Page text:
Bravo! Where so many earnest Shakespeare adaptations flop, this series bids fair to light genuine enthusiasm in young...

THE STRATFORD ZOO MIDNIGHT REVUE PRESENTS ROMEO AND JULIET

From the Stratford Zoo Midnight Revue series

The animal thespians at the Stratford Zoo perform yet another of the Bard's tragedies, this time with a rooster and a bear in the title roles.

After their successful production of Macbeth (2014), the inhabitants of the Stratford Zoo decide to tackle another one of Shakespeare's most recognized plays. Their version casts the Capulets as bears that belong to a group called Wilders, or animals that live freely out in the forest, and the Montagues as roosters, belonging to the Petters, farm animals residing at the Verona Petting Zoo. The star-crossed pair meet at a costume party, where Juliet is dressed as Abraham Lincoln, and Romeo has opted for the not-so-clever disguise of a mask over his eyes. Here, Romeo and Juliet are destined to be best friends rather than lovers, and the “tragic” conclusion involves induced hibernation rather than suicide, making this splendidly approachable—and adeptly not watered-down—for younger readers. While the revue's players are funny in their own rights, subplots that flare up among the audience members prove just as amusing. Bright and bold illustrations splash across each page, utilizing a variety of panel shapes, sizes, and full-page spreads to create a visually enticing backdrop. Fans of the series, leave the hankies at home: the zoo's next performance promises to be a comedy.

Bravo! Where so many earnest Shakespeare adaptations flop, this series bids fair to light genuine enthusiasm in young readers. (Graphic fantasy/classic. 8-12)

Pub Date: Sept. 29, 2015

ISBN: 978-1-59643-916-0

Page Count: 96

Publisher: First Second

Review Posted Online: June 23, 2015

Kirkus Reviews Issue: July 15, 2015

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Readers can still rely on this series to bring laughs.

WRECKING BALL

From the Diary of a Wimpy Kid series , Vol. 14

The Heffley family’s house undergoes a disastrous attempt at home improvement.

When Great Aunt Reba dies, she leaves some money to the family. Greg’s mom calls a family meeting to determine what to do with their share, proposing home improvements and then overruling the family’s cartoonish wish lists and instead pushing for an addition to the kitchen. Before bringing in the construction crew, the Heffleys attempt to do minor maintenance and repairs themselves—during which Greg fails at the work in various slapstick scenes. Once the professionals are brought in, the problems keep getting worse: angry neighbors, terrifying problems in walls, and—most serious—civil permitting issues that put the kibosh on what work’s been done. Left with only enough inheritance to patch and repair the exterior of the house—and with the school’s dismal standardized test scores as a final straw—Greg’s mom steers the family toward moving, opening up house-hunting and house-selling storylines (and devastating loyal Rowley, who doesn’t want to lose his best friend). While Greg’s positive about the move, he’s not completely uncaring about Rowley’s action. (And of course, Greg himself is not as unaffected as he wishes.) The gags include effectively placed callbacks to seemingly incidental events (the “stress lizard” brought in on testing day is particularly funny) and a lampoon of after-school-special–style problem books. Just when it seems that the Heffleys really will move, a new sequence of chaotic trouble and property destruction heralds a return to the status quo. Whew.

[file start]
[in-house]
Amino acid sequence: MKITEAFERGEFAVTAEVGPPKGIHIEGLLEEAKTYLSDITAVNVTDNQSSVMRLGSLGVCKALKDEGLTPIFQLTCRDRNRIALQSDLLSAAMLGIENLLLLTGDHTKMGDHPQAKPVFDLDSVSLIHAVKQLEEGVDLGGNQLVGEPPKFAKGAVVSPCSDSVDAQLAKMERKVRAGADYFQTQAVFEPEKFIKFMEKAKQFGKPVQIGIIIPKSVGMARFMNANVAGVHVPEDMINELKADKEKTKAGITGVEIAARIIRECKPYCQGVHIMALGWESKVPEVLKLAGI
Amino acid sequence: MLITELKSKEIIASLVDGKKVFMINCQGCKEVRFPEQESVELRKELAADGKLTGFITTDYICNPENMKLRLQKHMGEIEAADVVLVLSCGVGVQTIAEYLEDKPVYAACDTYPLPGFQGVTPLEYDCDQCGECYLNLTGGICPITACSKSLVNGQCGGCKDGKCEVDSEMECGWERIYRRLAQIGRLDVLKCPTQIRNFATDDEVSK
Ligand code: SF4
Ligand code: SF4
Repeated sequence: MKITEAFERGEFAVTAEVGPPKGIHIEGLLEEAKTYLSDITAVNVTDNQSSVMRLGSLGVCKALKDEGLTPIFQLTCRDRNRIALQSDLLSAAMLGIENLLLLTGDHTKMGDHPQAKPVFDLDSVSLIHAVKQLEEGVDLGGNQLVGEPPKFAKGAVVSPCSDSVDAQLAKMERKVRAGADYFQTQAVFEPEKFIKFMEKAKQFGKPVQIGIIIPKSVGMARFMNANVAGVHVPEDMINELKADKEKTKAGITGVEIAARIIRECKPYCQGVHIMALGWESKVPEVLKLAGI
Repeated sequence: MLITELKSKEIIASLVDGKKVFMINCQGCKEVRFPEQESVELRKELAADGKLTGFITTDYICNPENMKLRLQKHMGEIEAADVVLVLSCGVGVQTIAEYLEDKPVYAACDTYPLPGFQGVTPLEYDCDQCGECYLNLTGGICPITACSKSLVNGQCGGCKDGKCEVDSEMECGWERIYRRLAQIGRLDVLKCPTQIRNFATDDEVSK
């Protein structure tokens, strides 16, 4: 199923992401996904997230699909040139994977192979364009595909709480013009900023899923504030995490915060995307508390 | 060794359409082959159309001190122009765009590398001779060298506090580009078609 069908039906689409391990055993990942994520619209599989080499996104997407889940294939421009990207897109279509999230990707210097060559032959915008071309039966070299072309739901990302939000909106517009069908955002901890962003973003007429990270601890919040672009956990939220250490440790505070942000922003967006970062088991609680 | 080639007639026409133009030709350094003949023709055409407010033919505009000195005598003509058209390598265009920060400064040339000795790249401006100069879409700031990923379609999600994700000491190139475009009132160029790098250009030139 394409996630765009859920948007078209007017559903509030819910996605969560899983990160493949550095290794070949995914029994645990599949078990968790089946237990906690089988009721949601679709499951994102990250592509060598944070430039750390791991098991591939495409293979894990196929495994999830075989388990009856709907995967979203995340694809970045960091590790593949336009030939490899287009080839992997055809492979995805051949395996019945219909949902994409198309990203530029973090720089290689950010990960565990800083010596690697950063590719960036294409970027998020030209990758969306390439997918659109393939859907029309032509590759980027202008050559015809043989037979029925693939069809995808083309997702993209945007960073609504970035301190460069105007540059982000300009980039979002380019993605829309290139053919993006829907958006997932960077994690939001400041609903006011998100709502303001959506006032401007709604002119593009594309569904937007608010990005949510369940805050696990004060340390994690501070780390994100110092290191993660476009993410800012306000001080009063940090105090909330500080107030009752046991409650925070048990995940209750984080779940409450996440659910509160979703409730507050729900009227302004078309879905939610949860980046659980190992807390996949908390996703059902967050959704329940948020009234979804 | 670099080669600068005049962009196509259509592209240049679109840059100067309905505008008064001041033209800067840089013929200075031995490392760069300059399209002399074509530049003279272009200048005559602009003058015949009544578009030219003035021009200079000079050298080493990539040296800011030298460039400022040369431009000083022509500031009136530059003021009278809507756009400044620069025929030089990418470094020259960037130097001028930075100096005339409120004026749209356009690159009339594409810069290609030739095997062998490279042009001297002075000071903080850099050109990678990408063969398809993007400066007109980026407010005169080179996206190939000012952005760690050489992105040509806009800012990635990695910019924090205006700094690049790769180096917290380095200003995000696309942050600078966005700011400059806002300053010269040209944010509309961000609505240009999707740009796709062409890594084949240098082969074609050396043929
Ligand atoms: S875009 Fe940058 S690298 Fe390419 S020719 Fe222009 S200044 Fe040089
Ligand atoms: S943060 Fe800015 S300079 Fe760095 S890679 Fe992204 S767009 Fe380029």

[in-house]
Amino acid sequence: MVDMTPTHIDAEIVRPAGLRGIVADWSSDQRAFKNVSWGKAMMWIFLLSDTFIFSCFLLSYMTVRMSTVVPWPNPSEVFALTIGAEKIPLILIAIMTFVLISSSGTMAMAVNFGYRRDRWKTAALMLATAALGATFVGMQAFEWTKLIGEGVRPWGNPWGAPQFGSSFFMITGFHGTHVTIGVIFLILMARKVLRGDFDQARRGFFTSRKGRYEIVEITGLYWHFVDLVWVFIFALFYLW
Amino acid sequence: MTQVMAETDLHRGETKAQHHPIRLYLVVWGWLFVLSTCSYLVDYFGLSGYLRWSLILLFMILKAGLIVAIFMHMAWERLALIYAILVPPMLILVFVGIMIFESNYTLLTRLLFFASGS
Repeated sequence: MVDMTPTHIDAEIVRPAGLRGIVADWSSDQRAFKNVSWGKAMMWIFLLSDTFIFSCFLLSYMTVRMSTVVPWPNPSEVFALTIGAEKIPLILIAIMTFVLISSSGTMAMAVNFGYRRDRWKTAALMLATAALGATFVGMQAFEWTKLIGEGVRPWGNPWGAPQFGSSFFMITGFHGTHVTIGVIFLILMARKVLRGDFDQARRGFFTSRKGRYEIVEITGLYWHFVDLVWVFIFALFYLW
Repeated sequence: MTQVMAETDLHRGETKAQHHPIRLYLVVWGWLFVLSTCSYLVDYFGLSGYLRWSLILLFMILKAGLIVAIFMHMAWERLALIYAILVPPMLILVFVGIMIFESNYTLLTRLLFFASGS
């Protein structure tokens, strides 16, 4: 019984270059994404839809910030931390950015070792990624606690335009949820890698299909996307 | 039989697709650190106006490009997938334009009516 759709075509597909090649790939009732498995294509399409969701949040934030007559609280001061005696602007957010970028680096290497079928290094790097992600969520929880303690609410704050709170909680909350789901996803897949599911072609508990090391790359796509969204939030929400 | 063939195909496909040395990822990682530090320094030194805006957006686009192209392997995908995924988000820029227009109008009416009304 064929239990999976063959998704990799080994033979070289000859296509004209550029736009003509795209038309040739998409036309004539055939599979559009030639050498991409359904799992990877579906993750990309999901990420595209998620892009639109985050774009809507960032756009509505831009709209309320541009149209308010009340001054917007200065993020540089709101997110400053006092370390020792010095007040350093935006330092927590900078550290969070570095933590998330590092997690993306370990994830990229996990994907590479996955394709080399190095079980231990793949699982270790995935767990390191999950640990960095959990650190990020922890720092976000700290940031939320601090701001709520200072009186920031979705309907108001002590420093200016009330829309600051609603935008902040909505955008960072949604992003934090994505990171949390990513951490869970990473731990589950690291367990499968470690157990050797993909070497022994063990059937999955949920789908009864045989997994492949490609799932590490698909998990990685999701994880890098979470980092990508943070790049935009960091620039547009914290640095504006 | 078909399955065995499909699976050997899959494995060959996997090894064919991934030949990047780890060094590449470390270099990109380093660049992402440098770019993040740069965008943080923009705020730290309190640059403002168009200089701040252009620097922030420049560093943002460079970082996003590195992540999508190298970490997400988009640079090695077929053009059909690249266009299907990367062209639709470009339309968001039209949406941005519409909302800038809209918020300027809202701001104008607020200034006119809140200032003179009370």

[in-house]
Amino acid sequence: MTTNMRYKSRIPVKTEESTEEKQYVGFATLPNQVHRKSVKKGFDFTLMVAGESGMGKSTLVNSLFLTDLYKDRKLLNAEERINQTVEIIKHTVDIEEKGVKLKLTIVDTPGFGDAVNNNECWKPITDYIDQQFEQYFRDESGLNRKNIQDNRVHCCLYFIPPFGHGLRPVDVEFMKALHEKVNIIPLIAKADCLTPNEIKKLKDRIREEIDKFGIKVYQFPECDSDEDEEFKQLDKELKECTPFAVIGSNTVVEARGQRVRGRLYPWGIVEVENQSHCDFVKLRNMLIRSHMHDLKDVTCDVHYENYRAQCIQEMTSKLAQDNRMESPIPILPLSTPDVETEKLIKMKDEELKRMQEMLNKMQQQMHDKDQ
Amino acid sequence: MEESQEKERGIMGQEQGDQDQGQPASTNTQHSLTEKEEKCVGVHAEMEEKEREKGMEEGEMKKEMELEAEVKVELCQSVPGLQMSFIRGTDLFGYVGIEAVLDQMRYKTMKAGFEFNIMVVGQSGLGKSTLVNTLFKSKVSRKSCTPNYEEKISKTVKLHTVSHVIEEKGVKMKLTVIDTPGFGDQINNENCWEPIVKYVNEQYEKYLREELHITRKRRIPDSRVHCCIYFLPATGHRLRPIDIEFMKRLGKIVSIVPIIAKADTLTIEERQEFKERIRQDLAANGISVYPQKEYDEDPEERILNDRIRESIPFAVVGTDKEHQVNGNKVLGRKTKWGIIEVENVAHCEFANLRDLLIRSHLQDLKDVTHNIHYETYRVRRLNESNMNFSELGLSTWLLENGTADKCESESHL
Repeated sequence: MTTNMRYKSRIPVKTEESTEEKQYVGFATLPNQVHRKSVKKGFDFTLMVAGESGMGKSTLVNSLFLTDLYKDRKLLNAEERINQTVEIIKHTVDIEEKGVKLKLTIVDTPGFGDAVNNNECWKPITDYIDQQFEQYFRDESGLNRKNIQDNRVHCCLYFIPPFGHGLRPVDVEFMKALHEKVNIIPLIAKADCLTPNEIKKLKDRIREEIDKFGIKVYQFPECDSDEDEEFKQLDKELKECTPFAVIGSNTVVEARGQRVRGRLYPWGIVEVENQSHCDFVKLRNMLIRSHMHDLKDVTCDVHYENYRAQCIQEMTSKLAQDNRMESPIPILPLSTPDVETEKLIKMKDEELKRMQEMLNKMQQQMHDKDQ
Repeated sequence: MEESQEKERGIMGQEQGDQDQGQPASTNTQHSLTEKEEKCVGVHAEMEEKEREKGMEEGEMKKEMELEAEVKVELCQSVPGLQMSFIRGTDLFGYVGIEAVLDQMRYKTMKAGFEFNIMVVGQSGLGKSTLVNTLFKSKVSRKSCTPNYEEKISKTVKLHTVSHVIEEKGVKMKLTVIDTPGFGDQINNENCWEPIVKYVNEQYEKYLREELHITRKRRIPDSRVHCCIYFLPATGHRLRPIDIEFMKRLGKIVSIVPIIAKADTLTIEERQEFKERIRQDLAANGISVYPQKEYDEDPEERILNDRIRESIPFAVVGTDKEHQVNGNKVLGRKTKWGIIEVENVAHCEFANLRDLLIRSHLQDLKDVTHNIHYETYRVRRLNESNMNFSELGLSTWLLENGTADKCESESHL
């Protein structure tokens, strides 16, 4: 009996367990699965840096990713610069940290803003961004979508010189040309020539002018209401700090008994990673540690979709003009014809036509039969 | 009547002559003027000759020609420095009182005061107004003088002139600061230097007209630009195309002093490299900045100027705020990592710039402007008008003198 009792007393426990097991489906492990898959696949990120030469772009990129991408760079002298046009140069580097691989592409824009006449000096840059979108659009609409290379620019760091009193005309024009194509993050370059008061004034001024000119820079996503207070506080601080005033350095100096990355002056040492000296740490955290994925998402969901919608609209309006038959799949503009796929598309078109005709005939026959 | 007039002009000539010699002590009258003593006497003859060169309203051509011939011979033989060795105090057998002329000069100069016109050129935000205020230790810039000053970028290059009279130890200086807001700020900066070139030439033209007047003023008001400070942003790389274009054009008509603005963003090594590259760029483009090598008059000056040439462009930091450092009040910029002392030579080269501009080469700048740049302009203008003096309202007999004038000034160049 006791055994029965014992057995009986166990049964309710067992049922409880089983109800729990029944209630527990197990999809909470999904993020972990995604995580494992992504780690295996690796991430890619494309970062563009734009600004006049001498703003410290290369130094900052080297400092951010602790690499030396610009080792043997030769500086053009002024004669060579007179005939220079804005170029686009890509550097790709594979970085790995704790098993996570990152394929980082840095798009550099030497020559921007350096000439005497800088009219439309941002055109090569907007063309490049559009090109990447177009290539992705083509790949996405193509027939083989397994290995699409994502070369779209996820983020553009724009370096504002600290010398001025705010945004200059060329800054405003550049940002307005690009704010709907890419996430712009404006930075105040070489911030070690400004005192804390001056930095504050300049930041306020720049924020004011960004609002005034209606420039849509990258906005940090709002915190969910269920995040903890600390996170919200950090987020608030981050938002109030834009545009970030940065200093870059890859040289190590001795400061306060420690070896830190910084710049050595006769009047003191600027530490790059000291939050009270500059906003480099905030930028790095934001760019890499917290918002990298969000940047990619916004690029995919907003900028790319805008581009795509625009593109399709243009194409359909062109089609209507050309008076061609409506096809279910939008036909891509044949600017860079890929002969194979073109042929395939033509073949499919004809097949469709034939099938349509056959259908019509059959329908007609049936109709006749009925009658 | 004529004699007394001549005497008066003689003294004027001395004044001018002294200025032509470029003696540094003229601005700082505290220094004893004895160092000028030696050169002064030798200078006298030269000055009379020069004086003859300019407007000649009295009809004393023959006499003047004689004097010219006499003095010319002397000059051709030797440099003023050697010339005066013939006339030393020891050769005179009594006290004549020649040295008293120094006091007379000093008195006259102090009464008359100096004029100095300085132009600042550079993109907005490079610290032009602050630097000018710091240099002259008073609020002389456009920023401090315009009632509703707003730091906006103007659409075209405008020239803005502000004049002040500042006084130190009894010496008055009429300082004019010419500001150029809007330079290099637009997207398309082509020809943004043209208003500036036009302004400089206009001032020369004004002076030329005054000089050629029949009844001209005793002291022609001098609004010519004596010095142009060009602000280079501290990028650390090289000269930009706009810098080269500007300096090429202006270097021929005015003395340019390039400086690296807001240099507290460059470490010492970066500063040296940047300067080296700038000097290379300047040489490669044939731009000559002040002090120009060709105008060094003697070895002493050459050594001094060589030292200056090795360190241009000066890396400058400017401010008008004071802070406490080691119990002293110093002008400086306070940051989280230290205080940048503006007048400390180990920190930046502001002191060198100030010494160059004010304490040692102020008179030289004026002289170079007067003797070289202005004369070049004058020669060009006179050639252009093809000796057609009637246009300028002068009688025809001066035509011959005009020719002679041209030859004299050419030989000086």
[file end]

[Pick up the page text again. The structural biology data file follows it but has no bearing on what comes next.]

Readers can still rely on this series to bring laughs. (Graphic/fiction hybrid. 8-12)

Pub Date: Nov. 5, 2019

ISBN: 978-1-4197-3903-3

Page Count: 224

Publisher: Amulet/Abrams

Review Posted Online: Nov. 19, 2019

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Classic action-packed, monster-fighting fun

THE LAST KIDS ON EARTH

From the Last Kids on Earth series , Vol. 1

It’s been 42 days since the Monster Apocalypse began, and 13-year-old Jack Sullivan, a self-proclaimed “zombie-fighting, monster-slaying tornado of cool” is on a quest to find and rescue his not-so-secret crush, June Del Toro, whether she needs it, wants it, or not.

Jack cobbles together an unlikely but endearing crew, including his scientist best friend, Quint Baker; Dirk Savage, Parker Middle School’s biggest bully; and a pet monster named Rover, to help him save the damsel in distress and complete the “ULTIMATE Feat of Apocalyptic Success.” Middle-grade readers, particularly boys, will find Jack’s pitch-perfect mix of humor, bravado, and self-professed geekiness impossible to resist. His sidekicks are equally entertaining, and it doesn’t hurt that there are also plenty of oozing, drooling, sharp-toothed monsters and zombies and a host of gizmos and gadgets to hook readers and keep them cheering with every turn of the page. Holgate’s illustrations play an integral role in the novel’s success. They not only bring Brallier’s characters to life, but also add depth and detail to the story, making plain just exactly how big Rover is and giving the lie to Jack’s “killer driving.” The marriage of text and illustration serves as a perfect example of what an illustrated novel can and should be.

Classic action-packed, monster-fighting fun (. (Graphic/horror hybrid. 8-12)

Pub Date: Oct. 13, 2015

ISBN: 978-0-670-01661-7

Page Count: 240

Publisher: Viking

Review Posted Online: July 22, 2015

Kirkus Reviews Issue: Aug. 15, 2015

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